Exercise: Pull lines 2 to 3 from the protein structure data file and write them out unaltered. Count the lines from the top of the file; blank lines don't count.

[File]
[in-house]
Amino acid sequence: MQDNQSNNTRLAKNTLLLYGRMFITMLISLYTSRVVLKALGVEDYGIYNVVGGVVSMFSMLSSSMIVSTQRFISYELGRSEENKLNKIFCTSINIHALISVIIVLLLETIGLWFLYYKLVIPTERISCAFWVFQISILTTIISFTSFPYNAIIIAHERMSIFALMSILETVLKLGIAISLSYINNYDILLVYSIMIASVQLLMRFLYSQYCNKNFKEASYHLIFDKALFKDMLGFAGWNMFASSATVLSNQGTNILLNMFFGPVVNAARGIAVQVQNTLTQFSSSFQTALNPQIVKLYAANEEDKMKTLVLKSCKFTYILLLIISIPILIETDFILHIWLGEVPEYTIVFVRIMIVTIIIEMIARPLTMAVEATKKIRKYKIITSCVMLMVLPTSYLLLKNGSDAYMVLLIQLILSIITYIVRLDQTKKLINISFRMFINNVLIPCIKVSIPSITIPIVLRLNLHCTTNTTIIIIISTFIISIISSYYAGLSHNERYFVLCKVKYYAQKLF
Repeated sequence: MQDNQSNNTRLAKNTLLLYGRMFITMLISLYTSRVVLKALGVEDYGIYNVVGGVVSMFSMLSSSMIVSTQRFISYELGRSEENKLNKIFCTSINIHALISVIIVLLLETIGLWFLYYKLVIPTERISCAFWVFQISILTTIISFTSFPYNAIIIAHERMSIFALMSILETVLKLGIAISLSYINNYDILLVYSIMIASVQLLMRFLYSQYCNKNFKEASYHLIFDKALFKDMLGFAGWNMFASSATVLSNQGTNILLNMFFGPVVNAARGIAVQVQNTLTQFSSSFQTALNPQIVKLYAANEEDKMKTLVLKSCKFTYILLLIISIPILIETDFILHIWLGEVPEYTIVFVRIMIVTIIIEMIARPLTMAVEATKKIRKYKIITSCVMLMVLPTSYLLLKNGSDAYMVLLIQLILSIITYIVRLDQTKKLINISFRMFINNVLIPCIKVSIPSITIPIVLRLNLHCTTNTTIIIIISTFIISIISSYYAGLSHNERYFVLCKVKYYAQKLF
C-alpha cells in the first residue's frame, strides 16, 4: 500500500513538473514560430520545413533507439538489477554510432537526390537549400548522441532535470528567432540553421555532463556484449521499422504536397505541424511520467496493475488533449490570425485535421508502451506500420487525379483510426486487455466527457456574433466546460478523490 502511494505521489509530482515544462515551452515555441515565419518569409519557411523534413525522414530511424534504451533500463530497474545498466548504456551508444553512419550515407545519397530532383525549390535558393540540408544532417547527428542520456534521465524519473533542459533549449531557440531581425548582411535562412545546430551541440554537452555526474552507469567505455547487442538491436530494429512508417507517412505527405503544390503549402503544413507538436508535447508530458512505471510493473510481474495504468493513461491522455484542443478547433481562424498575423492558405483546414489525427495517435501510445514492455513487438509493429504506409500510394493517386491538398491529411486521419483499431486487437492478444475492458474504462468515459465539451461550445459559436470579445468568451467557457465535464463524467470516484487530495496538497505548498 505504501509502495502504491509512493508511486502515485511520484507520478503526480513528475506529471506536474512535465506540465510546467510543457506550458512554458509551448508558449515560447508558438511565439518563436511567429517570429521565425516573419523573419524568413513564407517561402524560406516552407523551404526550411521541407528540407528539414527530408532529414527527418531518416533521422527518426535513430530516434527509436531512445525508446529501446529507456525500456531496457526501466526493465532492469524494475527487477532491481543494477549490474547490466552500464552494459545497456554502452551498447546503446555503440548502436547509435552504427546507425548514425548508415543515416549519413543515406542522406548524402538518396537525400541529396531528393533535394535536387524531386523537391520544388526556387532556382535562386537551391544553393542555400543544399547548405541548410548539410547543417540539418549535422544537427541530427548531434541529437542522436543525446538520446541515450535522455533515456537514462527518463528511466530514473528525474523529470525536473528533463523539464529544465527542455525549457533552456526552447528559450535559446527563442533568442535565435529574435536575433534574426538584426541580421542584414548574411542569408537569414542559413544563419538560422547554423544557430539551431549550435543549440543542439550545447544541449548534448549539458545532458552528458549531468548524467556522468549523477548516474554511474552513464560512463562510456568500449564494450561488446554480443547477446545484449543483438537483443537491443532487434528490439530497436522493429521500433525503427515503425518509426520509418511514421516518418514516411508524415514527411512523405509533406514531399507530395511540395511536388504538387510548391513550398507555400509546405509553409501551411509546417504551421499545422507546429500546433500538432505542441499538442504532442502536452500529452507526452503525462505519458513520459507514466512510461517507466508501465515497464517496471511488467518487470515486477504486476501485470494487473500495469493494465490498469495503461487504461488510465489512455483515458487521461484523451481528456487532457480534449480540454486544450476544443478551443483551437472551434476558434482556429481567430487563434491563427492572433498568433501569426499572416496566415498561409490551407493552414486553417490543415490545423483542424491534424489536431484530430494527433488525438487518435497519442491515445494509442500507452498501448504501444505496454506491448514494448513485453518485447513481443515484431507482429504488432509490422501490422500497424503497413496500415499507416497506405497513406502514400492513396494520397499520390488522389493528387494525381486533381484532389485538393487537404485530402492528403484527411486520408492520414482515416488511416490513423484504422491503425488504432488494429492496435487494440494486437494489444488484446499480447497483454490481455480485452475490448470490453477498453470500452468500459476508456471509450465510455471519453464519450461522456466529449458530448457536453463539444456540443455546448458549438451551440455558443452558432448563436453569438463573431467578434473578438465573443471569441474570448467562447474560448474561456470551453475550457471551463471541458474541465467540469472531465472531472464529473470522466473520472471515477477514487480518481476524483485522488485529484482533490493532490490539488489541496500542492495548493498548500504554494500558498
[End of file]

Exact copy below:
Amino acid sequence: MQDNQSNNTRLAKNTLLLYGRMFITMLISLYTSRVVLKALGVEDYGIYNVVGGVVSMFSMLSSSMIVSTQRFISYELGRSEENKLNKIFCTSINIHALISVIIVLLLETIGLWFLYYKLVIPTERISCAFWVFQISILTTIISFTSFPYNAIIIAHERMSIFALMSILETVLKLGIAISLSYINNYDILLVYSIMIASVQLLMRFLYSQYCNKNFKEASYHLIFDKALFKDMLGFAGWNMFASSATVLSNQGTNILLNMFFGPVVNAARGIAVQVQNTLTQFSSSFQTALNPQIVKLYAANEEDKMKTLVLKSCKFTYILLLIISIPILIETDFILHIWLGEVPEYTIVFVRIMIVTIIIEMIARPLTMAVEATKKIRKYKIITSCVMLMVLPTSYLLLKNGSDAYMVLLIQLILSIITYIVRLDQTKKLINISFRMFINNVLIPCIKVSIPSITIPIVLRLNLHCTTNTTIIIIISTFIISIISSYYAGLSHNERYFVLCKVKYYAQKLF
Repeated sequence: MQDNQSNNTRLAKNTLLLYGRMFITMLISLYTSRVVLKALGVEDYGIYNVVGGVVSMFSMLSSSMIVSTQRFISYELGRSEENKLNKIFCTSINIHALISVIIVLLLETIGLWFLYYKLVIPTERISCAFWVFQISILTTIISFTSFPYNAIIIAHERMSIFALMSILETVLKLGIAISLSYINNYDILLVYSIMIASVQLLMRFLYSQYCNKNFKEASYHLIFDKALFKDMLGFAGWNMFASSATVLSNQGTNILLNMFFGPVVNAARGIAVQVQNTLTQFSSSFQTALNPQIVKLYAANEEDKMKTLVLKSCKFTYILLLIISIPILIETDFILHIWLGEVPEYTIVFVRIMIVTIIIEMIARPLTMAVEATKKIRKYKIITSCVMLMVLPTSYLLLKNGSDAYMVLLIQLILSIITYIVRLDQTKKLINISFRMFINNVLIPCIKVSIPSITIPIVLRLNLHCTTNTTIIIIISTFIISIISSYYAGLSHNERYFVLCKVKYYAQKLF